People like Morano and Watts aren't dangerous because they don't impact the opinions of the people who believe that climate change is real.

People like you are your father are dangerous because you believe in climate change but question the direction and methods of the leaders of the cause.

Marlowe Johnson said...

Roger,

I'm wondering if you'd care to respond to the main thrust of Pooley's rationale for characterizing you as 'dangerous', namely:

"He advocates a response so mild we might as well be doing nothing, and dresses it up in moderate clothing by saying he agrees that climate change is real. The problem here is that if the overwhelming majority of climatologists are right, we can't afford to wait. There are plenty of seductive arguments for inaction; Pielke's happens to be dressed up
in a lab coat."

As you know, I'm skeptical of the BTI/Hartwell approach, not because of it's political chances for success, but rather becuase of it's practical chances for success. This, I think, is not an uncommon objection that Pooley echoes.

cheers,

Jacob B said...

This is the whole quote:
"Pielke is a hugely controversial and in my view dangerous figure. He advocates a response so mild we might as well be doing nothing, and dresses it up in moderate clothing by saying he agrees that climate
change is real. The problem here is that if the overwhelming majority of climatologists are right, we can't afford to wait. There are plenty of seductive arguments for inaction; Pielke's happens to be dressed up in a lab coat. "

For many a linear decision is made: CO2=bad; therefore, limit emissions to reduce threat.

For Roger it seems CO2=bad, Therefore... Adapt, research, argue that we DON'T even need try to take small steps to limit emissions, wait?

This helps the folks in the CO2= Not bad (those who think otherwise are just a bunch of socialists who want to take your toys away); therefore, increase emissions as much as possible!

I've probably got this a little bit wrong- maybe when I pick up a copy of your book I'll understand it better but don't you think its at least a little dangerous to provide so much ammunition for the third group when that's not even what you advocate for?

Roger Pielke, Jr. said...

-13-Marlowe

I doubt Pooley has read Hartwell, much less my new book.

It is OK for you to be a policy skeptic of the best ideas out there, you'll catch on eventually ;-)

-14-Jacob B

Let's chat when you've had a chance to read my book

markbahner said...

"Because they are scientists, committed to rigor, peer review and the scientific method, and because their predictions have been buttressed by observed fact over the course of decades."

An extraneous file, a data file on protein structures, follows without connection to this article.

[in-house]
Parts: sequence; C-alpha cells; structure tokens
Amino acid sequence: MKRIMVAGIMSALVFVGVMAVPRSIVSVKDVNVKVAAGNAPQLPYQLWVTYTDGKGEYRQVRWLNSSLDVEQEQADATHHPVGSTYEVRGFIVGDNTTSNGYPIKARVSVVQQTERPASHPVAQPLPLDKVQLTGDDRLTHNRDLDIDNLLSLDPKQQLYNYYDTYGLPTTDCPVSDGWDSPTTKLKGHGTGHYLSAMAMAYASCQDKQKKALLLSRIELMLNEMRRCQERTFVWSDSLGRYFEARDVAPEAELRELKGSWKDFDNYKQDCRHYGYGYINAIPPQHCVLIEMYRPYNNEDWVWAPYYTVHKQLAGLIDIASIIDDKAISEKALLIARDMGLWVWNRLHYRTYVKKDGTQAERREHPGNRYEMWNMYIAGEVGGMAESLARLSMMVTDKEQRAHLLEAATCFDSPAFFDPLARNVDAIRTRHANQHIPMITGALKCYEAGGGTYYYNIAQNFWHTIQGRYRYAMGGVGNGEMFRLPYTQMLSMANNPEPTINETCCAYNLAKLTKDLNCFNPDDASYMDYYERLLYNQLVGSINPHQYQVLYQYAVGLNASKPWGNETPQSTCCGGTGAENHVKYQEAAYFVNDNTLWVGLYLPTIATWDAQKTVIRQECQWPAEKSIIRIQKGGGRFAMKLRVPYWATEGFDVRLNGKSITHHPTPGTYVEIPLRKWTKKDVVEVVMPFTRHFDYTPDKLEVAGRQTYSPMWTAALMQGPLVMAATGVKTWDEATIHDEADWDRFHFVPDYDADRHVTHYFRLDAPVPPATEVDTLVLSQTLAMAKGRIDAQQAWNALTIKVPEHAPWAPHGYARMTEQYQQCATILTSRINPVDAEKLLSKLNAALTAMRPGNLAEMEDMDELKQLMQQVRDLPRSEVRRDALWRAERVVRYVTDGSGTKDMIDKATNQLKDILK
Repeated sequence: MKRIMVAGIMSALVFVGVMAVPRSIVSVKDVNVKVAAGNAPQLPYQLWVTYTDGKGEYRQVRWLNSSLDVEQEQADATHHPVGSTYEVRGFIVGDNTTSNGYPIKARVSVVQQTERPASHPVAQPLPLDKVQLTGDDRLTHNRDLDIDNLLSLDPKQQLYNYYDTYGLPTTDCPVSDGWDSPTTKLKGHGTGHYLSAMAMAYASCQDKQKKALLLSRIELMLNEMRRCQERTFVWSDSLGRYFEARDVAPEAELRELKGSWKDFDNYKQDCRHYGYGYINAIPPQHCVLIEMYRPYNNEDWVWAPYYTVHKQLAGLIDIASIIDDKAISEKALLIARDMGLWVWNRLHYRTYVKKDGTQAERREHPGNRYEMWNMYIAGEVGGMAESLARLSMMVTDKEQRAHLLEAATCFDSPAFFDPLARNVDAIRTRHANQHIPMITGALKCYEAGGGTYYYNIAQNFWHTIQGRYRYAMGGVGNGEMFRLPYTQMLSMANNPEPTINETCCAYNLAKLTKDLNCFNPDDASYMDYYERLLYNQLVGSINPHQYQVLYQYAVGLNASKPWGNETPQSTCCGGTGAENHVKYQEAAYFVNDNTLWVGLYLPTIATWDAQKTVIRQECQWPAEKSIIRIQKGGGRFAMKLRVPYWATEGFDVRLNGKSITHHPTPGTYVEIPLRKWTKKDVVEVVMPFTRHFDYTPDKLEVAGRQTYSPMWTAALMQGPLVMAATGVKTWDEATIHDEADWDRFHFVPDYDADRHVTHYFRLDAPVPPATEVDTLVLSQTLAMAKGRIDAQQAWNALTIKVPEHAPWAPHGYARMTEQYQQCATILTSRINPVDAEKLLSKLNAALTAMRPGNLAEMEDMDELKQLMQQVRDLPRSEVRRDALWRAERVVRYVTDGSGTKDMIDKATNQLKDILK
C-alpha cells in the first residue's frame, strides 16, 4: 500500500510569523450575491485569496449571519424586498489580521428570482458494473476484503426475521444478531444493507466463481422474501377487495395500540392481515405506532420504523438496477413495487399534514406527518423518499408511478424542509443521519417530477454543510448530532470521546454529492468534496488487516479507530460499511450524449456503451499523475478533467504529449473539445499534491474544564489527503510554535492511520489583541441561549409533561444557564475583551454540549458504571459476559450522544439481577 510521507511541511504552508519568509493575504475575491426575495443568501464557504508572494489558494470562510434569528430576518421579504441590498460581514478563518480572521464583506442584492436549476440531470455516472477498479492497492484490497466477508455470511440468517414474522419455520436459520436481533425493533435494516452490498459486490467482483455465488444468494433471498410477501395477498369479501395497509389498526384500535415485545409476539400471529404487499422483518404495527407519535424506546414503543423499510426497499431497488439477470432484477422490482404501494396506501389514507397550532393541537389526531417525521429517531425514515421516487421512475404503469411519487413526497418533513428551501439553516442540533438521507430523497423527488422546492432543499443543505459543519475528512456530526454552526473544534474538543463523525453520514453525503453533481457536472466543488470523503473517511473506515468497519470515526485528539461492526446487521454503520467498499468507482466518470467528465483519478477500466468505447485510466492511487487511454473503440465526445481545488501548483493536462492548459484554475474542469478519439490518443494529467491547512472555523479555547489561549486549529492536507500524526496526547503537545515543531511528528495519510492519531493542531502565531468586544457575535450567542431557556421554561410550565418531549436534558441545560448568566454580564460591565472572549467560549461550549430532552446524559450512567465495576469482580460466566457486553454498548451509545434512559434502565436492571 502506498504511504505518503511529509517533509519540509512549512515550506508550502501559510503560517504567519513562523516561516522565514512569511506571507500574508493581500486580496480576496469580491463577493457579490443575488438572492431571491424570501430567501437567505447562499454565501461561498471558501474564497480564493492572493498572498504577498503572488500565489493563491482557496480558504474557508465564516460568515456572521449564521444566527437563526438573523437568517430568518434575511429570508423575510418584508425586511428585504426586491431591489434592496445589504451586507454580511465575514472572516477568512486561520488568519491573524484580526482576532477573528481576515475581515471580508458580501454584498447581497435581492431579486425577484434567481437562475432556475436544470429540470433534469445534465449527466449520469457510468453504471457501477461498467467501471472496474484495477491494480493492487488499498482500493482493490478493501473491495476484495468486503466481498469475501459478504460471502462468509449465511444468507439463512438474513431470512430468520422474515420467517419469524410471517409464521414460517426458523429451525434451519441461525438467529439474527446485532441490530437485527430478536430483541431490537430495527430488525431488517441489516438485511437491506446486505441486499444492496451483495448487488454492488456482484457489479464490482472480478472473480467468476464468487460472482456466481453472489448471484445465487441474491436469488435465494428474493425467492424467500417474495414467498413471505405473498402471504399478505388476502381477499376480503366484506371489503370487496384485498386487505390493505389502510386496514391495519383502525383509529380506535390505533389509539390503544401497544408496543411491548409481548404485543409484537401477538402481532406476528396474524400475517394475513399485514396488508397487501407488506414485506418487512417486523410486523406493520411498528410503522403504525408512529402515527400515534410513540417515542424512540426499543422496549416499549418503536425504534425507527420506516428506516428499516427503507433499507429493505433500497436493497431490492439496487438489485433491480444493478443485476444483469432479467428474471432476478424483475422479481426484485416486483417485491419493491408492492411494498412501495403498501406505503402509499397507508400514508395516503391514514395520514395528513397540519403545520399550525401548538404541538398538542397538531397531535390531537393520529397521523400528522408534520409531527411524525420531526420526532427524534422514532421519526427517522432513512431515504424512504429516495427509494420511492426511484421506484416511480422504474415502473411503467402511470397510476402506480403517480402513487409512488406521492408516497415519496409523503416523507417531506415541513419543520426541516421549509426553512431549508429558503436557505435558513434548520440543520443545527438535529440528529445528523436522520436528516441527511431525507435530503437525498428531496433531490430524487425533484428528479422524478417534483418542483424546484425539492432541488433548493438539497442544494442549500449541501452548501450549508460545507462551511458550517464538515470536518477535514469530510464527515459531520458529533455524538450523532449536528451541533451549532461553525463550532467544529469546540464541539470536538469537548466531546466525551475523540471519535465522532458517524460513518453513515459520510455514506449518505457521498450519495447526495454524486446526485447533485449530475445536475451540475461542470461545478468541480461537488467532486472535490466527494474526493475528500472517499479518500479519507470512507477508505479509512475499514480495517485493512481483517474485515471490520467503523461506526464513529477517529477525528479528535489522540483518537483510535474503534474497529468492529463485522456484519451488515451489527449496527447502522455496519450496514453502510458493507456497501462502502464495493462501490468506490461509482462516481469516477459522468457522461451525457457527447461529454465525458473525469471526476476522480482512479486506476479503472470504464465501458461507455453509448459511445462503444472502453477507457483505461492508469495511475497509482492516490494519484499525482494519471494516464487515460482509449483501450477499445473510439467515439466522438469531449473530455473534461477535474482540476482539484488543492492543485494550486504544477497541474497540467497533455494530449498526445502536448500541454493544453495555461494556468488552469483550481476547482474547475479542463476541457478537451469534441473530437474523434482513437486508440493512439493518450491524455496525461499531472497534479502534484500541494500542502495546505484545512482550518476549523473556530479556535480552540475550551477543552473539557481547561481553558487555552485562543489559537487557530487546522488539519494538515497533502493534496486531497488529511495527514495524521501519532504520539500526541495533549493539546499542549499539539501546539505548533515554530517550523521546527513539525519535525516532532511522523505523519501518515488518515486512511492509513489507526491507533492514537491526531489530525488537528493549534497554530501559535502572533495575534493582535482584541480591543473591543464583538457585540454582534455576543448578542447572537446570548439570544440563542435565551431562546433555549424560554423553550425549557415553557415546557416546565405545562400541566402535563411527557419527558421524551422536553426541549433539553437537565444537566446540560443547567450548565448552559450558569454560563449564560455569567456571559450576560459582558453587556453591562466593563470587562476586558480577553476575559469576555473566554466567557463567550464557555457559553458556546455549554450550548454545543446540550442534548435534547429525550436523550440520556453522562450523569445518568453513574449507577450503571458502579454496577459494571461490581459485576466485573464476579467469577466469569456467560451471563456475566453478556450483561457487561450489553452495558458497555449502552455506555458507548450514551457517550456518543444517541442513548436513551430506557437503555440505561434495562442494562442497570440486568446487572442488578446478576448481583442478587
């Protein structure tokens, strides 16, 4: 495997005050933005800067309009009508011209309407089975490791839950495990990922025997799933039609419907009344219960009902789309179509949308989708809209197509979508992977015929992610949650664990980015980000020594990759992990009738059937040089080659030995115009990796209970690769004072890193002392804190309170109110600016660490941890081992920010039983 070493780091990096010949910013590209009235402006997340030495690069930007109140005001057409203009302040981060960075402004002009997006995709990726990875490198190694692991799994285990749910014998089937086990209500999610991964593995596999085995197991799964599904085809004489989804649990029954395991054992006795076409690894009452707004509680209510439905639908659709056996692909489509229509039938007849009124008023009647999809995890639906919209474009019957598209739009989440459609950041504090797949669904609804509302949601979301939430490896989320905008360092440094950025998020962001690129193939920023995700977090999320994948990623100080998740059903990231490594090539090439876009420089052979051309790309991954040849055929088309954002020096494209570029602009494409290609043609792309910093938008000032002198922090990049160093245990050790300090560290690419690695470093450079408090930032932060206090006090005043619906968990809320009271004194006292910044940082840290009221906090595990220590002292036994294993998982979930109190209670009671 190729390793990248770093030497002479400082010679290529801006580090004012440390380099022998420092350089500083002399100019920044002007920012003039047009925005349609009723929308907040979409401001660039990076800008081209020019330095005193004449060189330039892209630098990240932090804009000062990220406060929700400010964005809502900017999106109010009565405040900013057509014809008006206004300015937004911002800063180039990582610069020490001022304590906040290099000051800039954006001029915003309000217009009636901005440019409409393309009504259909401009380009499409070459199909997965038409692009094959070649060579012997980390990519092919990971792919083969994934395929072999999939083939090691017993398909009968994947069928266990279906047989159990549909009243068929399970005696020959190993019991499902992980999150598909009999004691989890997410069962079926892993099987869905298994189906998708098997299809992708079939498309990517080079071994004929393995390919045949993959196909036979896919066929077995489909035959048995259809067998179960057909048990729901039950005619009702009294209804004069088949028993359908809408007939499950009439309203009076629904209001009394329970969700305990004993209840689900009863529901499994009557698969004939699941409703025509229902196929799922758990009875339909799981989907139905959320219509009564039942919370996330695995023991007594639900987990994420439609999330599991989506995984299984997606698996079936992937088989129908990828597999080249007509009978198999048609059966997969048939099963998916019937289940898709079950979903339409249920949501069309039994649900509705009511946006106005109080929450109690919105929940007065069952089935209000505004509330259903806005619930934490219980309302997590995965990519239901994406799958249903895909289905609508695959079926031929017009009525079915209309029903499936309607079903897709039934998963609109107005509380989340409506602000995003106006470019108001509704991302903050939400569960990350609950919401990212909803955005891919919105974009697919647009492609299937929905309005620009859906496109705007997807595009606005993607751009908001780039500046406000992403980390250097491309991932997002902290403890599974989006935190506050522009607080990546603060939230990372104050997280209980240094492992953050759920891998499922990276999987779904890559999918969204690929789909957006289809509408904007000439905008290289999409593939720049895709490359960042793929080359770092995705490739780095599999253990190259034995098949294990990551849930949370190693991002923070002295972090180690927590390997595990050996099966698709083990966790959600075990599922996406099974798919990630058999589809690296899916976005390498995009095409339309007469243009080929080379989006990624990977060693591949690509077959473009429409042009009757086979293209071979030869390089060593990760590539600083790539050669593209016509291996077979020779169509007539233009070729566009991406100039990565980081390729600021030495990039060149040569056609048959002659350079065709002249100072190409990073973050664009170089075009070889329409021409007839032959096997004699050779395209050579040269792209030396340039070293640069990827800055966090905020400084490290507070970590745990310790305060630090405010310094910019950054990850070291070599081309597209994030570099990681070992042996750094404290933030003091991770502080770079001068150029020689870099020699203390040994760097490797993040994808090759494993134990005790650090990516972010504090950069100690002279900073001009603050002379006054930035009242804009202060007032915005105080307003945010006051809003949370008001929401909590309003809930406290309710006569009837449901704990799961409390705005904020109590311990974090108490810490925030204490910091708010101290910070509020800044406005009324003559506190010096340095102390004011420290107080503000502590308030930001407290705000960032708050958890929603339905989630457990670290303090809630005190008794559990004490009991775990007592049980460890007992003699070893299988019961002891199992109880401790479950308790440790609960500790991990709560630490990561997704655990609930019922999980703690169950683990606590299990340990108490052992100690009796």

Let's see: a meteorologist says it will rain tomorrow. It does or doesn't rain.

A climatologist (or 1500 of them, in "the most rigorously reviewed document in history" "yada yada yada") says that in 35 years, the Himalayan glaciers will disappear. Then they say the actual number is more like 300 years.

So now we wait 300+ years to see if the climatologists' revised prediction*** is accurate. (Of course, the IPCC actually makes NO predictions. Just "projections"...nudge, nudge, wink, wink.

When Eric Pooley offers opinions about who is or isn't a good scientist, I've gotta ask: "What do you know about science?"

markbahner said...

"Pooley joined TIME in July 1995 following a successful twelve-year career at New York magazine where he began as a freelance fact-checker in 1983, before moving up to senior editor, contributing editor and political columnist. He wrote many cover stories for the magazine on subjects ranging from politics, crime and urban affairs to sports, the arts and media."

Now, there goes a man who obviously know his science!

Stan said...

"The problem here is that if the overwhelming majority of climatologists are right" ......

No, the problem here is that the overwhelming majority of climatologists can't prove anything using the scientific method, regardless of what faith they worship. I don't give a damn what they believe.

Now if they were to begin to handle their instruments the way real scientists, and replicate studies like real scientists, and allow transparency like real scientists, and use models in accordance with forecasting principles like real scientists, maybe they could produce some worthwhile science that the rest of us could evaluate. But the way they perform their work now, they are no more scientific than witches perusing tea leaves or stirring their brew over the fire.